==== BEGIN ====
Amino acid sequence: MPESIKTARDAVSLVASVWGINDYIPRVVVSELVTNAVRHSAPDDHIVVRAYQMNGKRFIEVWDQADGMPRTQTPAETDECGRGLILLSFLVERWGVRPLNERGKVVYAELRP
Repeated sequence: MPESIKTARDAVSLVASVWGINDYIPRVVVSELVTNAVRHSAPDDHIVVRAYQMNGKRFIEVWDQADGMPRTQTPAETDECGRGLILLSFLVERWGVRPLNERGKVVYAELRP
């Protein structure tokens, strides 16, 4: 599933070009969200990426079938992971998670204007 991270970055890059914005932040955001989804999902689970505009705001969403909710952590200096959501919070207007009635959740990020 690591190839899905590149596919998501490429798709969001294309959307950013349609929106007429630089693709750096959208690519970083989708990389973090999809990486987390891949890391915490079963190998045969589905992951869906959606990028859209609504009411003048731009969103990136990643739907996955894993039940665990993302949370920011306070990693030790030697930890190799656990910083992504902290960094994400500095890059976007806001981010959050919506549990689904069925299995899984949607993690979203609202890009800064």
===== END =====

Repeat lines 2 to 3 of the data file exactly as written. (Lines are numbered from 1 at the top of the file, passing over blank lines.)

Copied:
Repeated sequence: MPESIKTARDAVSLVASVWGINDYIPRVVVSELVTNAVRHSAPDDHIVVRAYQMNGKRFIEVWDQADGMPRTQTPAETDECGRGLILLSFLVERWGVRPLNERGKVVYAELRP
């Protein structure tokens, strides 16, 4: 599933070009969200990426079938992971998670204007 991270970055890059914005932040955001989804999902689970505009705001969403909710952590200096959501919070207007009635959740990020 690591190839899905590149596919998501490429798709969001294309959307950013349609929106007429630089693709750096959208690519970083989708990389973090999809990486987390891949890391915490079963190998045969589905992951869906959606990028859209609504009411003048731009969103990136990643739907996955894993039940665990993302949370920011306070990693030790030697930890190799656990910083992504902290960094994400500095890059976007806001981010959050919506549990689904069925299995899984949607993690979203609202890009800064």